Chapter 8 - Shoot Them!
Chapter 8 - Shoot Them!
"I was still working as a journalist at the time," said Ursula quietly. "Journalists are trained to observe; not to intervene. A human being may be impelled to intervene by the force of conscience, but I was a professional journalist on a professional assignment. That option wasn't open to me. I wasn't allowed to love. I had a professional protocol to follow. It was in my blood to observe. I was trained to do this. I was good at it. I observed everything. Except, Peter, this was all that I did."
"Could you have done more?" I asked.
"I don't know. Honestly, I don't know!" she replied.
I saw tears forming again.
"My Nicaragua story was printed in our national newspaper with a big headline proclaiming my heroism," she said. "I became a celebrity, but I couldn't talk to anyone about my experience out of sheer shame that it happened at all. I was ashamed that I was still living. Am I making any sense?"
I nodded, but I wasn't sure if this was honestly done.
"It happened so fast," she said, "not at first, but later on it did. I had been sent to Nicaragua and El Salvador. My El Salvador story started with the body dumps."
She explained that the 'body dumps' were certain areas outside the cities where families or friends were frequently searching for the remains of their loved ones who had disappeared without a trace. They usually found them there, often mutilated. She said her report was a collection of their stories. One brave soul had told her that it was far easier to bear the pain of finding them dead, than not knowing, and having to live with the endless pain of imagining them being tortured.
Ursula told me she could easily imagine the pain these people must have felt, out of the background of her own experience in Afghanistan. She had been careful not to get too close to anyone, so as not to have to suffer the same pain all over again that she had suffered before in Afghanistan. She told me that she still had all of the pictures on file of the people of her experience in Afghanistan, years earlier, both on film and in her mind, including the pictures of the people of Kohlm. She told me that she hadn't been able to look at these pictures for a long time. Still, she told me that when she was in El Salvador, she felt that the victims of the massacre in Kohlm had been a thousand times luckier. Their life had ended in the flash of a moment. Those who were cycled through the body dumps were evidently put to death slowly over periods of months, becoming disassembled in the processes of torture that few had witnessed and even fewer could comprehend.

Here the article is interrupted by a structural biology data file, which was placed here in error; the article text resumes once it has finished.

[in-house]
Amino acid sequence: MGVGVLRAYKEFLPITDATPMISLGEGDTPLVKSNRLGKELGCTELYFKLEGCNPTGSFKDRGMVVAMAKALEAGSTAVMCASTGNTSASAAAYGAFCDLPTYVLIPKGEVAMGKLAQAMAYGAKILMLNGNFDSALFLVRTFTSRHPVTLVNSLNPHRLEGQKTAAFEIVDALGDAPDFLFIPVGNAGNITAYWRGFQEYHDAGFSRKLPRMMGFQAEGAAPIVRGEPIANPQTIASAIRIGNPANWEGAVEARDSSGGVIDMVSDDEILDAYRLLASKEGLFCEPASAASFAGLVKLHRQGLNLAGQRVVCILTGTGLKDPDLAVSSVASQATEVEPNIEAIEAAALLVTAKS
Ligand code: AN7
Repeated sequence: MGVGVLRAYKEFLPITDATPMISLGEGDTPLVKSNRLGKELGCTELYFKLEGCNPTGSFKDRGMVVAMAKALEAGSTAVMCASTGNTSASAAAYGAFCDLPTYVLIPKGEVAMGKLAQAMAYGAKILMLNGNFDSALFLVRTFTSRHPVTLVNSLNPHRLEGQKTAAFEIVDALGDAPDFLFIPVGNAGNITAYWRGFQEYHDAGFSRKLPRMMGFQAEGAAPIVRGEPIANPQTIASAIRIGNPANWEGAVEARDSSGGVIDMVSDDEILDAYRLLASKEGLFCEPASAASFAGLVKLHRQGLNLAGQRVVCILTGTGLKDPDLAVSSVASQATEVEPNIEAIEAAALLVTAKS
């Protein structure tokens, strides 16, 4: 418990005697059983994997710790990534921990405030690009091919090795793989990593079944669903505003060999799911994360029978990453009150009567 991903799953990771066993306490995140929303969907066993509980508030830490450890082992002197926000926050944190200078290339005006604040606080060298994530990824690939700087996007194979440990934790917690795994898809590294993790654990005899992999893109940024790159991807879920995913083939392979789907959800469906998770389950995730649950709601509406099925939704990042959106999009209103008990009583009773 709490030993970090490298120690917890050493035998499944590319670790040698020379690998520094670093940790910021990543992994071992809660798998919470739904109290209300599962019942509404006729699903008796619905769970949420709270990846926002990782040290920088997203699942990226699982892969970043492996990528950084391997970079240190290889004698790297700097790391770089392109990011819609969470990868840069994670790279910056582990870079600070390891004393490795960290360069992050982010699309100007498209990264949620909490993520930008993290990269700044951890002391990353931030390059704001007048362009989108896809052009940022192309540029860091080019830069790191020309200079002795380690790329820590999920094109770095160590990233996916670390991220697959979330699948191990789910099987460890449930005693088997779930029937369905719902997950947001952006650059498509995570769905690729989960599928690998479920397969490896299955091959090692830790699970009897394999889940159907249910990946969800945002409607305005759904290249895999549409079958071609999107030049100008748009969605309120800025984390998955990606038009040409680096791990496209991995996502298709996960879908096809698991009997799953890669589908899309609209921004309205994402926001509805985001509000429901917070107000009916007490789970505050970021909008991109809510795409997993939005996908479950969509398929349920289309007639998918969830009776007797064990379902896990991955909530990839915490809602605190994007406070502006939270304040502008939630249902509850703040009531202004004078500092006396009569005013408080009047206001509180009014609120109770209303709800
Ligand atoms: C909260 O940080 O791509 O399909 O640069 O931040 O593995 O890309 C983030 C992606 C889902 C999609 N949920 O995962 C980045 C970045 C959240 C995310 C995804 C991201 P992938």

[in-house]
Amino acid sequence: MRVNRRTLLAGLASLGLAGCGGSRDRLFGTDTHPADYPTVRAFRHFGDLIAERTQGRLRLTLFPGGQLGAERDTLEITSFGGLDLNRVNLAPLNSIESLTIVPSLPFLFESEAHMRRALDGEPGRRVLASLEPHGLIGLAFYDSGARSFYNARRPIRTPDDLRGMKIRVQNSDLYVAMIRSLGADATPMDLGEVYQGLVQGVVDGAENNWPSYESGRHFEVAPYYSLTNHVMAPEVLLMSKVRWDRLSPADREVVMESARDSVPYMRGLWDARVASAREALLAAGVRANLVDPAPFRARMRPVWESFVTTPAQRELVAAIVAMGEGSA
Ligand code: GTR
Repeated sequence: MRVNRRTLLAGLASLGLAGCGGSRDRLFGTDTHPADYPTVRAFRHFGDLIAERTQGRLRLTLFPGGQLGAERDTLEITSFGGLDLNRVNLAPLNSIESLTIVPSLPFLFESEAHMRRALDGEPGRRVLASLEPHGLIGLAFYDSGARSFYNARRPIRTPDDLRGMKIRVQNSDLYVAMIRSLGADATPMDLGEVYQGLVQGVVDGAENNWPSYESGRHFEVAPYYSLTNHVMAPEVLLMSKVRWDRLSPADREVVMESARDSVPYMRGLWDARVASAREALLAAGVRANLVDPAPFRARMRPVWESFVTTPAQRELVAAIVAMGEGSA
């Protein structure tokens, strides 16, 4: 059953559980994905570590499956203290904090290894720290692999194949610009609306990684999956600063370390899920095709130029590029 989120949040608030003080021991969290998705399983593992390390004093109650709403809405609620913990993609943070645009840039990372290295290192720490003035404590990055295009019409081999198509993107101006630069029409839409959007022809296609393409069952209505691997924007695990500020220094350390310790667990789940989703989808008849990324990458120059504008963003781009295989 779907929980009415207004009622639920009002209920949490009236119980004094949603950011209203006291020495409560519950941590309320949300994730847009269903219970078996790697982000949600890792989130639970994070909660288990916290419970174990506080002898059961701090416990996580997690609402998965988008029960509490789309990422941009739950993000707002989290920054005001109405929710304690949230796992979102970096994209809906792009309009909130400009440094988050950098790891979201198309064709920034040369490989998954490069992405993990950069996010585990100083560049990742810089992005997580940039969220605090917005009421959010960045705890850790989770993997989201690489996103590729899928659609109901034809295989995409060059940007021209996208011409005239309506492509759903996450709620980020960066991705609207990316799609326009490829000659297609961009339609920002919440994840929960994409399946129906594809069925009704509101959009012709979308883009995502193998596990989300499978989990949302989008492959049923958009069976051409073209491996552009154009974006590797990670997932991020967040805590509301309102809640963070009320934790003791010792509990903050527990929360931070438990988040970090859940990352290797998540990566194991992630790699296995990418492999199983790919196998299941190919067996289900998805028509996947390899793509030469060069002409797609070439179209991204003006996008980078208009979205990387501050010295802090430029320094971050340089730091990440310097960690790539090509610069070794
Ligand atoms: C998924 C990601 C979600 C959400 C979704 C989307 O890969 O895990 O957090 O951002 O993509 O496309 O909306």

She said that a security official had told her during an interview that over the years forty thousand people were cycled through the dumping grounds. The death squads executed some of them. Others were tortured to death by the secret police or one of the numerous private security forces like the goons of the 'electric' company. The same official told her that some of the death squads were even feared by the police. He had told her that entire villages had been wiped out in this manner, usually without a warning or anyone knowing why. There is always this buzzword in the air, something about communism, pro or con, which stirs the rampage that keeps the killing going. "Most people didn't even know what communism is all about," she added.
I told her in a quiet voice that I had heard about the body dumps, but that I had never been there. I told her that I could imagine what she saw, because brainwashing is a deadly game no matter who is involved and what the buzzwords are. I told her that brainwashing kills people as human beings. I said, "It takes away our right to be ourselves."
Agape novels by
Rolf A. F. Witzsche, free online books,
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